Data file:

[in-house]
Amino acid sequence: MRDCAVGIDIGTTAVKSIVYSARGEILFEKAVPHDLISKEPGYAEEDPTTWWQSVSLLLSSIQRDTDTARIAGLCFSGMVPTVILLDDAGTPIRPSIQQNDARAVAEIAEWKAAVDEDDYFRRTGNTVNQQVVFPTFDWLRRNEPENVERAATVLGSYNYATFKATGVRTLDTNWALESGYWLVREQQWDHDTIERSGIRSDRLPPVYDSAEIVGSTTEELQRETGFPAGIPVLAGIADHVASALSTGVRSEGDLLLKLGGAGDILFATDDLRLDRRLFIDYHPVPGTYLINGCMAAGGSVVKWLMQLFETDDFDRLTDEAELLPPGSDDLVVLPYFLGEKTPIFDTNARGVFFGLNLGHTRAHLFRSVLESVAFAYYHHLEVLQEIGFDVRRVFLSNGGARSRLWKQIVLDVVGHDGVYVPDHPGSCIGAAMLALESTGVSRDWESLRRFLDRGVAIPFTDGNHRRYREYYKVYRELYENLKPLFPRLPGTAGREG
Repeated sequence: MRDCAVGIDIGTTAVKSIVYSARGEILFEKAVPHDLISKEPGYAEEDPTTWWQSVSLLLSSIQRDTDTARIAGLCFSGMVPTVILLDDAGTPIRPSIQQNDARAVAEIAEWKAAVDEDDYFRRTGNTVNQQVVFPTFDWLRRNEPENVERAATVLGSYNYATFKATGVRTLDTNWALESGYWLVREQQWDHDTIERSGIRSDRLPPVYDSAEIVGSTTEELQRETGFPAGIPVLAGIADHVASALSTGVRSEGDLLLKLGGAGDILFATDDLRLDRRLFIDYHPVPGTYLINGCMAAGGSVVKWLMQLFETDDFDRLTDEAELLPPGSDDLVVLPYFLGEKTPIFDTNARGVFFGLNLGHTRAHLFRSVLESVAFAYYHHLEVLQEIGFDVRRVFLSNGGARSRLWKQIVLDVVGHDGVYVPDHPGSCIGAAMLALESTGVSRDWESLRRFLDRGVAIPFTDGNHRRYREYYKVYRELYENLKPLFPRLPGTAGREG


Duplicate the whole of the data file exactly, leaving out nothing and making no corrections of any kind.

[in-house]
Amino acid sequence: MRDCAVGIDIGTTAVKSIVYSARGEILFEKAVPHDLISKEPGYAEEDPTTWWQSVSLLLSSIQRDTDTARIAGLCFSGMVPTVILLDDAGTPIRPSIQQNDARAVAEIAEWKAAVDEDDYFRRTGNTVNQQVVFPTFDWLRRNEPENVERAATVLGSYNYATFKATGVRTLDTNWALESGYWLVREQQWDHDTIERSGIRSDRLPPVYDSAEIVGSTTEELQRETGFPAGIPVLAGIADHVASALSTGVRSEGDLLLKLGGAGDILFATDDLRLDRRLFIDYHPVPGTYLINGCMAAGGSVVKWLMQLFETDDFDRLTDEAELLPPGSDDLVVLPYFLGEKTPIFDTNARGVFFGLNLGHTRAHLFRSVLESVAFAYYHHLEVLQEIGFDVRRVFLSNGGARSRLWKQIVLDVVGHDGVYVPDHPGSCIGAAMLALESTGVSRDWESLRRFLDRGVAIPFTDGNHRRYREYYKVYRELYENLKPLFPRLPGTAGREG
Repeated sequence: MRDCAVGIDIGTTAVKSIVYSARGEILFEKAVPHDLISKEPGYAEEDPTTWWQSVSLLLSSIQRDTDTARIAGLCFSGMVPTVILLDDAGTPIRPSIQQNDARAVAEIAEWKAAVDEDDYFRRTGNTVNQQVVFPTFDWLRRNEPENVERAATVLGSYNYATFKATGVRTLDTNWALESGYWLVREQQWDHDTIERSGIRSDRLPPVYDSAEIVGSTTEELQRETGFPAGIPVLAGIADHVASALSTGVRSEGDLLLKLGGAGDILFATDDLRLDRRLFIDYHPVPGTYLINGCMAAGGSVVKWLMQLFETDDFDRLTDEAELLPPGSDDLVVLPYFLGEKTPIFDTNARGVFFGLNLGHTRAHLFRSVLESVAFAYYHHLEVLQEIGFDVRRVFLSNGGARSRLWKQIVLDVVGHDGVYVPDHPGSCIGAAMLALESTGVSRDWESLRRFLDRGVAIPFTDGNHRRYREYYKVYRELYENLKPLFPRLPGTAGREG